In the cartoon, a young boy has died. But there is a possibility of his returning to life if he properly cares for a magic egg. If he behaves badly, the egg will hatch a terrible monster which will bite his head off. If he behaves well, the egg will hatch a powerful creature necessary to return his spirit to his body. But his house catches fire and threatens to destroy his body, without which he will not be able to return to life. A girl he cares for runs into the blazing house to rescue his body, but she gets trapped by the fire. The boy is thus faced with a stark moral choice. He can throw the egg into the fire to save the girl, but thereby ruin his chances of returning to life. Or he can save the egg for himself and allow his friend to die. (Of course, if the boy allows the girl to die, his body will also be destroyed, along with any hope of rebirth. But the cartoon doesn’t consider this fact.) The boy overcomes his “selfish” desire for life and throws down the egg. The gods are so impressed with this noble act that they return him to his body despite the destruction of the egg. In fact, the gods inform the boy that had the egg hatched, the creature would have surely eaten him for his bad behavior. (Sorry for the long summary, but the story line was too bizarre for a short synopsis.)

The moral of the story, of course, is that selfless behavior is rewarded. By acting to save the life of his friend, he ends up saving both of their lives. If he had acted to save his own life, both he and the girl would have died. Only by acting against his own apparent interests can the boy has all of his wishes realized.

This moral message is fairly common, particularly in children’s literature. Adults sell the ideal of altruism to children by giving it an egoistic veneer. They claim that rewards will be heaped upon those who act selflessly. Those rewards may come from God after death, from other people, or even from psychological satisfaction. Those rewards may be delayed, but they will come. In essence, this dressed-up altruism asserts that the best way to obtain happiness is to not pursue it. Or even more strongly: the best way to obtain happiness is to pursue the happiness of others at the expense of one’s own happiness.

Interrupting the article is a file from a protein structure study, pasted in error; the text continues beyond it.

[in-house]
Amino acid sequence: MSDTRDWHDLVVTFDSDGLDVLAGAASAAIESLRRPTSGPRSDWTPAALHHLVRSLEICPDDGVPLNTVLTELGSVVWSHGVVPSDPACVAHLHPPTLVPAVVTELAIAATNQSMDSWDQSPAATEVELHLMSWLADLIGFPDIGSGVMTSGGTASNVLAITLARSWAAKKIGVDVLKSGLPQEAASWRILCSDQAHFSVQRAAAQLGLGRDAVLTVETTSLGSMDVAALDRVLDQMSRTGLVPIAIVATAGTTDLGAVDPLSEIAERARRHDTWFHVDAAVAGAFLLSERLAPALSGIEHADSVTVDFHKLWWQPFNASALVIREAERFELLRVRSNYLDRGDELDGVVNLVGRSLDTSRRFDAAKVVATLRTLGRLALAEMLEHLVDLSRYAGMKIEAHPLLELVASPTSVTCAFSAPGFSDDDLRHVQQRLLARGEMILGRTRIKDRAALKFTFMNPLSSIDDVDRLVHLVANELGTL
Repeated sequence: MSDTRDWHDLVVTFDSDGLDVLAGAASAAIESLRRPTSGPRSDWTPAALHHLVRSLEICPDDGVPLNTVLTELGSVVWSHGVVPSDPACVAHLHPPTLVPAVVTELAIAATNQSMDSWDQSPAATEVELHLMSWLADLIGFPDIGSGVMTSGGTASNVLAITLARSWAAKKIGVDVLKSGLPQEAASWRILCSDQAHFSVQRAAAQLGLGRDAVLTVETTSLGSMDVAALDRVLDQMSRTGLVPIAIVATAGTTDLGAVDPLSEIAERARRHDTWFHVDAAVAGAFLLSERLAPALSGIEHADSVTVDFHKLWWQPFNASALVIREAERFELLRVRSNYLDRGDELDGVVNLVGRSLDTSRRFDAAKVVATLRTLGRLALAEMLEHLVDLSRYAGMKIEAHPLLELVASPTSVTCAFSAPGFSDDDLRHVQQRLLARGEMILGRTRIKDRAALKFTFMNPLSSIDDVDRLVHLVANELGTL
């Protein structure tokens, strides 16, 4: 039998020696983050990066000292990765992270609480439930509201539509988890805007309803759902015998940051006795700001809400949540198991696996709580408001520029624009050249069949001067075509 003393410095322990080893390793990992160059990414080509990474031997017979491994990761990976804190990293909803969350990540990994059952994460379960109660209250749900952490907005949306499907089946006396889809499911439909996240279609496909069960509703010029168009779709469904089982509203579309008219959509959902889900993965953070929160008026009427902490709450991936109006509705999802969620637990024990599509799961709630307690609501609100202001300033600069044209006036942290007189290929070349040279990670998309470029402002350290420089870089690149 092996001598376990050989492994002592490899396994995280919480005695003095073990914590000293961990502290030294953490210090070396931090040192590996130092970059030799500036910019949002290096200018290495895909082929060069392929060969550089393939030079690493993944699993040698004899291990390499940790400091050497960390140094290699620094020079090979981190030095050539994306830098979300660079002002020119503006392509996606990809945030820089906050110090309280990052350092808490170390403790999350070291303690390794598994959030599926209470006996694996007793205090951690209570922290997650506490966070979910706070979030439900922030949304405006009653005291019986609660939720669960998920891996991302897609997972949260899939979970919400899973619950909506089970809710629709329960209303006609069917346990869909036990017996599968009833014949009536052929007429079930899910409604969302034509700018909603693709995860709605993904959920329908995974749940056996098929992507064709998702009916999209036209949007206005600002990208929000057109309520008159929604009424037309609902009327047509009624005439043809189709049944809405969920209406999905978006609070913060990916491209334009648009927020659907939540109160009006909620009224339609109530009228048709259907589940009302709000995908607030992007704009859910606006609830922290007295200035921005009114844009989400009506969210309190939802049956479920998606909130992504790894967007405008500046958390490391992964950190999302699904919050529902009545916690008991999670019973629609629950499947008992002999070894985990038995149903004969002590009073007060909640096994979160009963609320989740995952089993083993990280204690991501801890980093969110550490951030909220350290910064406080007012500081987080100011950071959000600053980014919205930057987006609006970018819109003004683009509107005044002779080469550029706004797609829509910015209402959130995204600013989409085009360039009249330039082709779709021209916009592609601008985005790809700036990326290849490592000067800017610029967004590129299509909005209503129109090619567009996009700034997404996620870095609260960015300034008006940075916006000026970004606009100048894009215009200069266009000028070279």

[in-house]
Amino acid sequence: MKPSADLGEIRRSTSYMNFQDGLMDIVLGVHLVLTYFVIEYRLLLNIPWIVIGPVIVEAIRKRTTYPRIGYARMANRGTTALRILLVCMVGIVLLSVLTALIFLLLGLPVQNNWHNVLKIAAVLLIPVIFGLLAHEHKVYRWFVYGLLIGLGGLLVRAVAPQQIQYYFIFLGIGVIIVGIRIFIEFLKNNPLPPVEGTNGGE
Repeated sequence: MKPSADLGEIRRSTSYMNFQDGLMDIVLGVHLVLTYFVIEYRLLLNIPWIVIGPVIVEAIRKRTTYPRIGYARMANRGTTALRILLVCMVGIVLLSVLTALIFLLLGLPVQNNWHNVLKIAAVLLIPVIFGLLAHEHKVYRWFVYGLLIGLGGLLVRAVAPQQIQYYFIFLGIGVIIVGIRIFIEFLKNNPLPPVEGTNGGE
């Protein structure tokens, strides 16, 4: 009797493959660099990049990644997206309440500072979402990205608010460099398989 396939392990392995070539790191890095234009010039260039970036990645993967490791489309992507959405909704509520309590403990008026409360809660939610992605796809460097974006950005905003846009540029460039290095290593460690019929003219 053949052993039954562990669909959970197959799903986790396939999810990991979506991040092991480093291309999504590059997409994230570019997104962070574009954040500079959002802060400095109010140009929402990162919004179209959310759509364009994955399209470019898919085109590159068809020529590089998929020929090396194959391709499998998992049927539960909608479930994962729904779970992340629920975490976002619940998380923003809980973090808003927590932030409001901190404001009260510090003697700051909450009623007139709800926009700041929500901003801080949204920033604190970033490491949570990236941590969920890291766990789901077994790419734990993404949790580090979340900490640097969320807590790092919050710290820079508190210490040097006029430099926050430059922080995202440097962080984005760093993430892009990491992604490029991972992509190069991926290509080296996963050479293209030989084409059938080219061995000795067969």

Of course, when the issue is put so starkly it seems rather ridiculous. Imagine a person who has $50 in his wallet. He wants to buy a $75 gift for his beloved wife. Would the best way to acquire the extra $25 be to give away the $50 dollars he has? Should he then expect to magically receive $75 back? Or should he just directly pursue the needed $25 by going to the ATM and removing the funds from his account? Obviously, we get the stuff we want by pursuing it, not renouncing it. That’s how life works.

Two objections could be made to this simple observation when applied to happiness. First, we do occasionally receive good stuff unexpectedly, like an inheritance from an aunt we never knew existed. Such gains cannot be relied upon, precisely because they are unexpected and unusual. Most of the time, we must work to achieve what we want. Second, some people pursue their happiness in all the wrong ways, thereby making themselves miserable. But the irrationality of some people’s means of acquiring something says nothing about the actual value of that thing. Just because some people attempt to obtain a job by threatening lawsuits doesn’t mean that pursuing a job is bad.

Altruism, if presented honestly, would advocate the sacrifice of oneself to others as an end-in-itself. To motivate altruism with hope or expectation of reward, as the cartoon did, is to appeal to egoism. But egoism and altruism are not compatible, no matter how often people accept the silly contradiction. Kant understood this problem, which is why his moral theory seems so harsh and extreme. He, at least, was consistent on this issue. (Although not well-grounded, as Will Wilkinson argues in this essay.)

I’m not advocating any form of psychological egoism. People clearly can and do act against their interests, both in full knowledge and in ignorance. My point is rather that to make altruism a palatable moral theory for a wide audience, its advocates must sugar-coat it with a veneer of self-interest. They must promise people rewards for their sacrifices. They falsely promise a positive cost-benefit analysis in the long run. Why? Because naked altruism would be abhorrent to most even moderately self-respecting people.

But by dressing up the wolf in sheep’s clothing during childhood, the indignity of altruism remains hidden from the sight of most people.

Suffusion theme by Sayontan Sinha